Professional Development Work Relationships

6 Tips for Renegotiating Your Salary

Written by Kate Lopaze

Whether you’re seeking more than a standard cost-of-living bump or have seen your job responsibilities increase over the past year, this may be a great time to open salary negotiations with your boss. The holidays are over and everyone’s settling in for the year ahead—so why not do everything you can to increase your bottom line?

1. Pick your timing

If your company’s year-end financial report just came out and it’s bleaker than an outdoor swimming pool in January, know that this might not be the best time to approach your boss about a raise. It’s not necessarily a dealbreaker, but definitely be wary that your request might not be met with an open checkbook.

Knowing how the company is doing in general can help you frame your request. If things are a little lean, open with an acknowledgment that you know things are tough, but that you’d like to open a dialogue on your salary for [reasons xyz].

2. Be realistic

Before you even bring up a salary change with your boss, do the legwork by researching what the salary range is for your role within your industry. This can help you figure out a reasonable dollar figure, but can also show you where you stand on the compensation scale. If your salary is currently on the low end of the standard range for your job title and experience level, that gives you leverage when you talk to your boss.

3. Don’t make threats/demands

Salary negotiation is a dialogue. Just as you’ll have a preferred outcome in your head, so will your boss. It may take some time to get to a middle ground that works for both of you, so you won’t do yourself any favors by going in guns a-blazing and asking for a particular number or else. That will only put your manager on the defensive, and will not make him or her likely to accommodate your request, however overdue or reasonable it might be at heart. At this point, the company holds the power—being overly aggressive at the start gives you fewer options later on.

4. Don’t forget benefits

While this is a chance to increase your base salary, it’s also a chance to revisit your benefits and perks, as well. If you seek more vacation time, comp time, or a flexible work-from-home arrangement a certain number of days per week or month, it puts more chips on the table. It could also help provide some middle ground if your employer is unable to meet your top salary goal.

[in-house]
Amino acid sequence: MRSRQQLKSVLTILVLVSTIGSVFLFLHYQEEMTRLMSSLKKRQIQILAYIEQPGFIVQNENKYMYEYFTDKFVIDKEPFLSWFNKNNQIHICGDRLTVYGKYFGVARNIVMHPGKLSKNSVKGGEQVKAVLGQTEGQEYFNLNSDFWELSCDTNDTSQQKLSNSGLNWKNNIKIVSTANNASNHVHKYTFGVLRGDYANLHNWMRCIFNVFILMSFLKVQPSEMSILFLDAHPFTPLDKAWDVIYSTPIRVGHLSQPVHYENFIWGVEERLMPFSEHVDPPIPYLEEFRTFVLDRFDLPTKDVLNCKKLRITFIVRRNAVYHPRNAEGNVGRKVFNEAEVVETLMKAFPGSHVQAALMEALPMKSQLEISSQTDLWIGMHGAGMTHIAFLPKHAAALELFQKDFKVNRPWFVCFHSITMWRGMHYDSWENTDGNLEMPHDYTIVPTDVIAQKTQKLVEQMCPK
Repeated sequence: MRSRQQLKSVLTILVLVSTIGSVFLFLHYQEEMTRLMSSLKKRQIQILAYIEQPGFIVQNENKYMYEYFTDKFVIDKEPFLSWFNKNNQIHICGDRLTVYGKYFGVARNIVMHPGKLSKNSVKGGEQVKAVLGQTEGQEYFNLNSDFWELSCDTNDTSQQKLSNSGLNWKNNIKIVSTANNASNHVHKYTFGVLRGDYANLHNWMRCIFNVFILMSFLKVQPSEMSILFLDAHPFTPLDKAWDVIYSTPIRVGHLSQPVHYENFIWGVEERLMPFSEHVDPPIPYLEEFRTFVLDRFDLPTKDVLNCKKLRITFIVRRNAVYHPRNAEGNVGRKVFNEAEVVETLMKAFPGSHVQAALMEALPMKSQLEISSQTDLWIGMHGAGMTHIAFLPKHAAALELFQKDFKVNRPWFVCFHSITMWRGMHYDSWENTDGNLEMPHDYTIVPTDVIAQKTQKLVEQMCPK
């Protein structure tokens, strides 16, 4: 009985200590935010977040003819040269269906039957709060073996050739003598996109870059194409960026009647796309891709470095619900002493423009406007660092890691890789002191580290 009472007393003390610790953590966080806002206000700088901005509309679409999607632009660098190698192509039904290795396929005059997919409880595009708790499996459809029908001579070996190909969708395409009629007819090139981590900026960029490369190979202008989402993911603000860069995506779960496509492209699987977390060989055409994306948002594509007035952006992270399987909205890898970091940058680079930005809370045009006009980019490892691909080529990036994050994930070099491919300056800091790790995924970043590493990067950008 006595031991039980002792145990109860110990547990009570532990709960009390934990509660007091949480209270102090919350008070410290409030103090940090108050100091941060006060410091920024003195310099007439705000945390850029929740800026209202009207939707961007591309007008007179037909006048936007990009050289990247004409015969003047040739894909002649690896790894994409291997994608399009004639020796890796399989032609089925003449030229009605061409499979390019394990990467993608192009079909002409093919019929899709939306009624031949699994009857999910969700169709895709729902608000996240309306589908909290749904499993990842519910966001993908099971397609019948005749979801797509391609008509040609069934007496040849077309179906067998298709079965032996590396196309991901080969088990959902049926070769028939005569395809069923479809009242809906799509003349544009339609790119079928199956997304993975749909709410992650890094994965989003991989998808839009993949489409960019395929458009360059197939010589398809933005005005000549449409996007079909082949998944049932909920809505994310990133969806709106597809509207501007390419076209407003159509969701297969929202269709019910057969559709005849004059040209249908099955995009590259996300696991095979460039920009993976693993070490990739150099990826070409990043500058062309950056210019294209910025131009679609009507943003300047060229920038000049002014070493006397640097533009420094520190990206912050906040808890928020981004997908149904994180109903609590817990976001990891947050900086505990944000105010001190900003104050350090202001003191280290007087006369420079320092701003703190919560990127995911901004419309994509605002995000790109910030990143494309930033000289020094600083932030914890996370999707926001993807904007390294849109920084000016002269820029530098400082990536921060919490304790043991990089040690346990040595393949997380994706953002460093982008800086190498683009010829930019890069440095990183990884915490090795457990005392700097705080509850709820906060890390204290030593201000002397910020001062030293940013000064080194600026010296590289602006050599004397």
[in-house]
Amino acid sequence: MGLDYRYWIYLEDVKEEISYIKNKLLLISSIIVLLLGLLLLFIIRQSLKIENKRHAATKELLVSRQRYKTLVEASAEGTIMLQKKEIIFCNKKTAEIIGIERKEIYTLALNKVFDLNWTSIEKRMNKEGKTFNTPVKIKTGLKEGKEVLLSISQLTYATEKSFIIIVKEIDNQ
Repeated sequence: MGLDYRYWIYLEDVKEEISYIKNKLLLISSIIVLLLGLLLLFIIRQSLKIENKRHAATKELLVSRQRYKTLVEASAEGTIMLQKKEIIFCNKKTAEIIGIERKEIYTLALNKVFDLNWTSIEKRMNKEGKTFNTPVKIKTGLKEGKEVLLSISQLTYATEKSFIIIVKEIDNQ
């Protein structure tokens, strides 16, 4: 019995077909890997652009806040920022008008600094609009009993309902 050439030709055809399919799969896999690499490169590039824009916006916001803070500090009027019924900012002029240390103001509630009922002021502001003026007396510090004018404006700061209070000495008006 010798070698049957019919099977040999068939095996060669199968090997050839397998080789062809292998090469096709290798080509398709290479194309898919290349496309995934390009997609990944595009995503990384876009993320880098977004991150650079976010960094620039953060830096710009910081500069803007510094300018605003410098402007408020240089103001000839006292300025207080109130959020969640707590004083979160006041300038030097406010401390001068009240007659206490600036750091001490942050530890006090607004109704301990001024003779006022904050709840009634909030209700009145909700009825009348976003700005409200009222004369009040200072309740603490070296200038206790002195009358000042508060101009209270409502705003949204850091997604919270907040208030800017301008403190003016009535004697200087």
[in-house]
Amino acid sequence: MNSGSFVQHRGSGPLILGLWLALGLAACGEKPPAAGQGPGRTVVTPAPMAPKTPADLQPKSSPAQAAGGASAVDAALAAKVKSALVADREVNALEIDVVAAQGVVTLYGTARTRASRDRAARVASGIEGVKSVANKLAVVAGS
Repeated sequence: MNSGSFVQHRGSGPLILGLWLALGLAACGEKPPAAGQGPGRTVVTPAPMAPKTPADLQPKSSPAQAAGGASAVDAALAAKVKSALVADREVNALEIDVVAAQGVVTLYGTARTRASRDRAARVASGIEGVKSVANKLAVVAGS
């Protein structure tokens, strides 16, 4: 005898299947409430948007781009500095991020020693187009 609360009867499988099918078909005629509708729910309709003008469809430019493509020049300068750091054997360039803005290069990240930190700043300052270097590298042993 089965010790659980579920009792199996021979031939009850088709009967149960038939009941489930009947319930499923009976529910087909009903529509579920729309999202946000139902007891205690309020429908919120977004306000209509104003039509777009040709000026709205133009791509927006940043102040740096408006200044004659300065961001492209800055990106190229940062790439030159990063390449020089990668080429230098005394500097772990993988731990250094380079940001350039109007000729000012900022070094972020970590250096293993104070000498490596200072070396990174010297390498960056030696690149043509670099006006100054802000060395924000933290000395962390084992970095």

5. Document everything

When you ask for a raise, you’ll need backup to help justify the increase to your employer. Before you start any kind of negotiation, get these in order. Have a list of specific bullet points ready that you can bust out either in an email or in conversation with your boss. Successful projects that you’ve spearheaded, revenue increases, times when you’ve gone above and beyond…get ‘em all in that list. Remember, you’re offering a case as to why you deserve more. General comments like “I’m a hard worker” or “I’m good at my job” don’t offer specific enough reasons to give you more money.

6. This time, it’s (im)personal

Keep personal relationships and needs out of it. This negotiation process is about getting compensation you feel you deserve as a worker—not about how you need more cash for your speedboat down payment. Make sure you limit the discussion to your professional accomplishments, your worth in the workplace, and your relationship to the company.

Also, if you’re friendly with your boss, remember that during your salary talks he or she is no longer the friend with whom you share cat videos. This is the professional colleague who likely wants the best for you, but also has to keep the company’s best interests in mind, too. It’s unfair to expect special treatment based on personal BFFness—not only unfair to your boss, but to your other colleagues as well. You never want there to be even a hint of impropriety, so keep things straightforward and professional. Then celebrate together later with a cat video.

As with just about everything else, the motto for salary renegotiation is “be prepared.” Knowing your worth and having as much information as possible at your fingertips once you open the dialogue will give you a strong platform. You may or may not get the exact dollar figure you want, but going into the process with confidence and concrete reasons is the best way to start.

About the author

Kate Lopaze

Kate Lopaze is a writer, editor, and digital publishing professional based in New York City. A graduate of the University of Connecticut and Emerson College with degrees in English and publishing, she is passionate about books, baseball, and pop culture (though not necessarily in that order), and lives in Brooklyn with her dog.